Learn from the experts


Dr. Roman Liera

Roman Liera is an Assistant Professor of Higher Education at Montclair State University. He designed his research program to study how college and university practices and policies perpetuate racial inequity and how faculty and administrators can transform such practices and policies to advance racial equity. His current projects focus on understanding how race operates in doctoral education socialization, the academic job market, hiring, and tenure and promotion. His research appears in the Review of Higher Education, Journal of Higher Education, American Educational Research Journal, Teachers College Record, among others.

Describe your writing process/routine.

My writing process starts with understanding the topic that I want to write about including the theories, methodologies, and methods that I plan on using. I tend to scribble and write out my thoughts on Google docs, on the whiteboard, on my notebook, or on sticky notes. Just like my thinking, my brainstorming process is messy and I learned to embrace the messiness of my thinking. Once I feel confident about the contribution of what I want to write then I start outlining/mapping out my argument. After doing that, I identify a journal outlet where I plan on submitting the paper. For writing the manuscript itself, I tend to block off mornings because that is when I have the most energy to engage in deep intellectual thinking. I remind myself that writing is a process so I can minimize any mental blocks and eagerness to edit as I write. I also ask for feedback from trusted colleagues who are familiar with the area of what I am writing about. One thing that I want to emphasize is that writing is messy, writing is a process, and writing is intimate. So I learned to embrace the different feelings and stages of my writing process.

When did you develop your writing process/routine?

I developed my writing process/routine during my qualifying exam. I learned a lot about myself as a writer when I was working on my qualifying exam.

How did you improve your academic writing skills?

By writing and getting feedback. In more recent years, I have been serving on editorial boards and have served as an ad hoc reviewer. Reviewing articles has helped me reflect and learn about my own writing process. Also, knowing that editors will clean up the APA and other English writing rules helps me focus on the substance of the writing.

What time of day do you find you write best?

Morning (5-6am – 12pm)

What resources helped you become a better writer (books, mentors, writers, etc.)?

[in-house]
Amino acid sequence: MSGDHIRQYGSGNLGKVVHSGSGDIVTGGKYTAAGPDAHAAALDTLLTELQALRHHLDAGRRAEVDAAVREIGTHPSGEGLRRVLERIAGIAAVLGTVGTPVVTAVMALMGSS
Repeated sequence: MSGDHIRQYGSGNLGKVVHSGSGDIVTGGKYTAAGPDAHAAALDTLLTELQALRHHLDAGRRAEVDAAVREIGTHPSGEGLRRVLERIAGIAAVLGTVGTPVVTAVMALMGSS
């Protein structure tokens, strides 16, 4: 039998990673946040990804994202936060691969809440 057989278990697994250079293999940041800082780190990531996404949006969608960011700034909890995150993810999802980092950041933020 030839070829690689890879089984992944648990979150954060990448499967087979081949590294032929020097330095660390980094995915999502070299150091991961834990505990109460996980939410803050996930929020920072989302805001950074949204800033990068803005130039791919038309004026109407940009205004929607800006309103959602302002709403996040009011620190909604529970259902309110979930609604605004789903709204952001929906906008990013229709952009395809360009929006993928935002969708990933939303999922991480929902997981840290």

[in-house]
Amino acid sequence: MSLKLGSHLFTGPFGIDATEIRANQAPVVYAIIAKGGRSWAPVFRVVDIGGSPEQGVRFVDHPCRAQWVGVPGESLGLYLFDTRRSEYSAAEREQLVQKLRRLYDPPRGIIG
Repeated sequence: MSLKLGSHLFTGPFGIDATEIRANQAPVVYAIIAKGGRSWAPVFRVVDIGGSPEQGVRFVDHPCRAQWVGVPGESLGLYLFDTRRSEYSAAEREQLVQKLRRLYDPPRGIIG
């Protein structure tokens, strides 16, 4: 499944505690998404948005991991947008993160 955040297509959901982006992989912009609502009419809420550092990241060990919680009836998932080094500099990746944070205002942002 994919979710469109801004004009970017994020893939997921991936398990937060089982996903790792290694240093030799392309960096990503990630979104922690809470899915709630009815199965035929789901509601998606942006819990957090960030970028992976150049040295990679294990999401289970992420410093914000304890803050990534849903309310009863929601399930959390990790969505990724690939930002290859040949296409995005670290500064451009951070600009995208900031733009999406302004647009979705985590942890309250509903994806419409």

Grammarly, knowing how to write a simple, constructive feedback from colleagues on the structure of my argument, and reading writing from scholars who I admire.

How do you make time for writing with all the other commitments you have?

I block off mornings to write and I try my best to not schedule meetings in the mornings.

What are your strategies for staying productive and for maintaining momentum with your writing? (get specific and concrete)

I just do it. My parents are immigrants and are gardeners. What they do is intensive. And when I think writing is hard, I remember that my parents are in the sun pushing lawnmowers and I have the privilege to read, think, and write. So, in retrospect, writing is easy in comparison to what my parents are doing.

What is the best writing advice you have gotten?

“Racial equity is your M.O.” This reflects more about my identity and the type of researcher I have become. I try my best to be true to myself and let my voice guide how I structure the paper. I guess advice specifically for writing, my advisor always gave me constructive feedback and explained her comments to me. One area that she emphasized and that I see has become part of my writing repertoires, is writing “mid-level text.” Meaning, providing enough detail for the reader to understand the substance of my sentences/statements. I guess, not too specific but not too broad. That has really given me the rich details that I provide in my publish work that readers always compliment me on.

What writing tools do you suggest? (Apps, books, etc.)

I don’t have any specific tools that I would suggest. I don’t think those will make you a better writer. I do have to say that understanding your own writing process and whatever tools help you get there is the way to go. There is no silver bullet to writing.

What are some specific practices and rules for writing within your discipline that other researchers and graduate students might not be aware of?

I don’t know…. APA is what we follow so I guess follow them.

Who are some writers you particularly admire, and what about their writing seems most admirable to you?

The writers that I admire are academics so Dr. Leslie Gonzales she does an excellent job of connecting dense theory to every aspect of the paper. Dr. Estela Bensimon uses “plain language” to explain her ideas. These are two scholars who I studied to understand academic writing.

What advice would you give to fellow writers (Make this concrete. i.e.: Read widely – what does that look like in practice? How does that benefit the process? What should the writer be looking for when reading?)

Read. The more you read the more you will know how your writing speaks and contributes to existing scholarship. 

Don’t compare yourself to anyone. focus on yourself and learn your writing process.

Check out Dr. Liera’s writing.

He sharesThis paper that I published with my friend and colleague Theresa Hernandez is an example of what I shared throughout this interview. Liera, R., & Hernandez, T. E. (2021). Color-evasive racism in the final stage of faculty searches: Examining search committee hiring practices that jeopardize racial equity policy. The Review of Higher Education, 45(2), 181-209. DOI: https://doi.org/10.1353/rhe.2021.0020.”

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